Our pundit reckons it is hard to see past defending champions Melbourne Storm to winning the National Rugby League Grand Final. Lucky for us, there are more things to bet on!
Club rugby league competitions do not come any tougher than the National Rugby League and the 2013 edition promises to be every bit as action packed as its recent predecessors.
Sixteen teams – 15 from Australia and one from New Zealand – will compete over 26 rounds for the right to be one of the eight sides to take part in the National Rugby League Finals Series that will culminate with the 2013 National Rugby League Grand Final at ANZ Stadium on Sunday 6 October.
Australians have played rugby league since 1908 but the National Rugby League as it is known today is less than 20 years old. Brisbane won the first National Rugby League Grand Final in 1998, the first of its three National Rugby League titles. The other eight teams on the National Rugby League honour roll are Melbourne (two titles retained and two titles stripped for rule breaches), Manly-Warringah (two titles), Canterbury-Bankstown (one title), Newcastle (one title), Penrith (one title), St George Illawarra (one title), Sydney (one title) and Wests Tigers (one title), with the National Rugby League salary cap going a long way to ensuring that no one side triumphs year after year.
The 2013 National Rugby League season will get under way on Thursday 7 March with a local derby between Sydney and South Sydney at Allianz Stadium. A few years ago, Rabbitohs owner Russell Crowe commissioned a book – the Book of Feuds – to chronicle the rivalry between his team and the Roosters.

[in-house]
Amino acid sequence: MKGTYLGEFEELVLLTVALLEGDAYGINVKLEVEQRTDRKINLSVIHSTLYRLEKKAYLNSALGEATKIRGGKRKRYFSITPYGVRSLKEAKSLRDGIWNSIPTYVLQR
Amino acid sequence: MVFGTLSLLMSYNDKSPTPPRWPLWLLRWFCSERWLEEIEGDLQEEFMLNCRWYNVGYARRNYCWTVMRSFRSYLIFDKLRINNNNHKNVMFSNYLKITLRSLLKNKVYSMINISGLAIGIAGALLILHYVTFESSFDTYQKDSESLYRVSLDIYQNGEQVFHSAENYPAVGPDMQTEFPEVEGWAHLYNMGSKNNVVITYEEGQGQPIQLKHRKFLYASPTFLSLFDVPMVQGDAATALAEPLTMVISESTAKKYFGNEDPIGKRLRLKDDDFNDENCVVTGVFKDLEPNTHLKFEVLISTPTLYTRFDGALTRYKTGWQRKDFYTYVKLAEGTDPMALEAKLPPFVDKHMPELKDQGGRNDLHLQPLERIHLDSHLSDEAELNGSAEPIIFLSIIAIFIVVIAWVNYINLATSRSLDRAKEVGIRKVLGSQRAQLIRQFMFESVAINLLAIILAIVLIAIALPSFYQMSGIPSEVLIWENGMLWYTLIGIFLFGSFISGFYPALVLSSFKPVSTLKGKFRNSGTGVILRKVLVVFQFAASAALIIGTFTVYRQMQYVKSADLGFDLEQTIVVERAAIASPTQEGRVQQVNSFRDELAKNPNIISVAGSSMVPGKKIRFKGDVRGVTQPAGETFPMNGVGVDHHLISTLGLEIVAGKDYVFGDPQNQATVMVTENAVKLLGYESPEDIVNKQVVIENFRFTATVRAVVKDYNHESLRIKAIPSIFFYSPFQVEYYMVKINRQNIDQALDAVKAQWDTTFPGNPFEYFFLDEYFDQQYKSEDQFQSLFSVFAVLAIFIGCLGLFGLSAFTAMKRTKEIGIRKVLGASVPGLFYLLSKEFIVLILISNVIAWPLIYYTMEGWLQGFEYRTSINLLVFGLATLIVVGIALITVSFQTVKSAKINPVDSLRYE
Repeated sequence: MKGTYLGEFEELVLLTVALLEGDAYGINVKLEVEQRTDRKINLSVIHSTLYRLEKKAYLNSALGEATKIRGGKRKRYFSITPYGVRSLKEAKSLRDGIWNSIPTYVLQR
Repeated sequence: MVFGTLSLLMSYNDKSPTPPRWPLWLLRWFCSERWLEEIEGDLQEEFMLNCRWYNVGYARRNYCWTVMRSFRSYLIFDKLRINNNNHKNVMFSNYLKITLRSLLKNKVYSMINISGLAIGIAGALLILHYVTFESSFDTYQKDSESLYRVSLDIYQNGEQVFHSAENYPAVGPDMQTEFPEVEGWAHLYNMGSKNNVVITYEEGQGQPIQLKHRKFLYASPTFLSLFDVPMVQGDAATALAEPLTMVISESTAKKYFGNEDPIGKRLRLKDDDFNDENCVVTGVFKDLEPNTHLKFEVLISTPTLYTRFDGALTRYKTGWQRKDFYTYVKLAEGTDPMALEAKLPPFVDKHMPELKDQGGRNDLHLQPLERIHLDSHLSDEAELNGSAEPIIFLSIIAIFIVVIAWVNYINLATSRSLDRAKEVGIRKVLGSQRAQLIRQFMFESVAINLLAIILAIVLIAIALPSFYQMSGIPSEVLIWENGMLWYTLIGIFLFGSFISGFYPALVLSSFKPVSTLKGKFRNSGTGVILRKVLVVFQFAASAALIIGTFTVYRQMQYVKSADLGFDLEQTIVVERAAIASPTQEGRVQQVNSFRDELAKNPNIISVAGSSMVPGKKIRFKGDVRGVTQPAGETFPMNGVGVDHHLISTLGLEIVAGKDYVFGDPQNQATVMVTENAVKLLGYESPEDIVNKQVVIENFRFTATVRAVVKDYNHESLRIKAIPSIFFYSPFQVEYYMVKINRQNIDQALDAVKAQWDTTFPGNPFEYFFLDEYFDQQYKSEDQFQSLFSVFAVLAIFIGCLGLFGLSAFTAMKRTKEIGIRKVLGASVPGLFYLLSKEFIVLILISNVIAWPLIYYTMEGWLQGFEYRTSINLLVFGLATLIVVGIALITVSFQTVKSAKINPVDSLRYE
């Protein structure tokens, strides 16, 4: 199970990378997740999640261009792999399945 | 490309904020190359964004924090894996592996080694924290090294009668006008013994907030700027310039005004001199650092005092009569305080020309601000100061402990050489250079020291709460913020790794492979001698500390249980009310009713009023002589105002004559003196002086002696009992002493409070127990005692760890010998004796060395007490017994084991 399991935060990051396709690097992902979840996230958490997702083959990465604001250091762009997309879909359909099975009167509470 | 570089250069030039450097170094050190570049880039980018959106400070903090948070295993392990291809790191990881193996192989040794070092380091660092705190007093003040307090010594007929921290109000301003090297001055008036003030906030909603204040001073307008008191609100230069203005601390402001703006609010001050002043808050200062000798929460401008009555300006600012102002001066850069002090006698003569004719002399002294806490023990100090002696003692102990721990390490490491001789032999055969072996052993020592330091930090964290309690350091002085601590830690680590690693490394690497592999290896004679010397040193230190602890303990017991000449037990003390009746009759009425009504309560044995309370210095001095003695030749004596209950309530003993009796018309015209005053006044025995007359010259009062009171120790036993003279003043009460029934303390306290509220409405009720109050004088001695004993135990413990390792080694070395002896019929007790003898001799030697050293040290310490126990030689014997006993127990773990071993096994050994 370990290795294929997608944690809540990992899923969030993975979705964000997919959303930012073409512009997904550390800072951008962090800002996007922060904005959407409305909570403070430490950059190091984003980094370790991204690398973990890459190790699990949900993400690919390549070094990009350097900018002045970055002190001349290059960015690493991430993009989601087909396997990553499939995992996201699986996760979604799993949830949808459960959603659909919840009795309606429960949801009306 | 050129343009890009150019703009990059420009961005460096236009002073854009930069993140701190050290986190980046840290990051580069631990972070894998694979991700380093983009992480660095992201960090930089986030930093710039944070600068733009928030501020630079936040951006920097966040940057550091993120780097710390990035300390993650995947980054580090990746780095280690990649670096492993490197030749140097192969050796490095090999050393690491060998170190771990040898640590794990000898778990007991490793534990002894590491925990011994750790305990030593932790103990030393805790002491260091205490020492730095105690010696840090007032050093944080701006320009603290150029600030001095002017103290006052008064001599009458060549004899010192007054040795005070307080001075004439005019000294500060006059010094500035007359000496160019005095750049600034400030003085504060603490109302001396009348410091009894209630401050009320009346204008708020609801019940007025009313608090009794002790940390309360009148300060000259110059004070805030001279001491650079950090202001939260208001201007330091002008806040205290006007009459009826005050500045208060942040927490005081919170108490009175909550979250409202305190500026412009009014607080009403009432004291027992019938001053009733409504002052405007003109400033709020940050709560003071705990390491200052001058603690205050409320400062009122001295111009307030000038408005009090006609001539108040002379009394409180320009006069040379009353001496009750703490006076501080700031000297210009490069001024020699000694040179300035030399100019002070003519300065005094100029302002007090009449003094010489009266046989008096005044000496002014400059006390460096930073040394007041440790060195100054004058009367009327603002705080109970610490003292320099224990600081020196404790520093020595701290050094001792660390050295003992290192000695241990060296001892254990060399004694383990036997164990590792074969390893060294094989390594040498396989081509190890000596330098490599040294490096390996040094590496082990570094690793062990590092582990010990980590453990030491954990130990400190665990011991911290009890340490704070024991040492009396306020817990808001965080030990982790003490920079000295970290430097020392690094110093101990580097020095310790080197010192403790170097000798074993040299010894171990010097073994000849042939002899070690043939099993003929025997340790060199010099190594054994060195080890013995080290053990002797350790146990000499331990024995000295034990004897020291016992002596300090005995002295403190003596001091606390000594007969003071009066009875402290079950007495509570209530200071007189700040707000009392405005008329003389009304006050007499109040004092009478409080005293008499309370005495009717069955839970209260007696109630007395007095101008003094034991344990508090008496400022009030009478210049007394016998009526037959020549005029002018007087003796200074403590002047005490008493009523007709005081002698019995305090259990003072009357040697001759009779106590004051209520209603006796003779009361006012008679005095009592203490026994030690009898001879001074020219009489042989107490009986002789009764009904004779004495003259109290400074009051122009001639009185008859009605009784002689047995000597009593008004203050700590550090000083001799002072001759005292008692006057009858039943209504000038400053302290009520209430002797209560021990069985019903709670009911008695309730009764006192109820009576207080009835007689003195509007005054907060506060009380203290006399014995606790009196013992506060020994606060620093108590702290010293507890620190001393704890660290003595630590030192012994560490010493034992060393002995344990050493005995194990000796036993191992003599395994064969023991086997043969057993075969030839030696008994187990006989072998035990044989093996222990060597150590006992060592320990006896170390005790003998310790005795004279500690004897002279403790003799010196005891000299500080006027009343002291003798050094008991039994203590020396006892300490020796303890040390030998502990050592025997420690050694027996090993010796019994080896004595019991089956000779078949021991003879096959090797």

Melbourne Ready to Kick Up a Storm
National Rugby League futures punters are spoilt for choice, with a vast array of betting markets available before Sydney and South Sydney kick off the competition. Also, bookmakers will update many of the futures markets after every round.
In terms of picking the winner of the 2013 National Rugby League Grand Final, it is hard to go past Melbourne, the defending champion that recently added this year’s World Club Challenge trophy to its silverware collection. The Storm have the best spine of the National Rugby League sides, with Billy Slater, Cooper Cronk and Cameron Smith playing fullback, halfback and hooker respectively. And Melbourne coach Craig Bellamy is the best in the game.
Bellamy has refreshed Melbourne’s squad for 2013, letting go more players than he has recruited but, arguably, improving his team’s roster overall. Brett Finch, Junior Moors and Junior Sa’u are Bellamy specials – value signings who will slot in and do as he tells them. Maybe the Storm have lost a little bit in their forward pack but Bellamy is a master of getting unheralded big blokes to step up a few notches.
Melbourne is a very worthy 2013 National Rugby League Grand Final favourite at odds of around 11-2 because it has the players to get the job done at the business end of the competition when everything is on the line.
Respect Hasler’s Current and Former Sides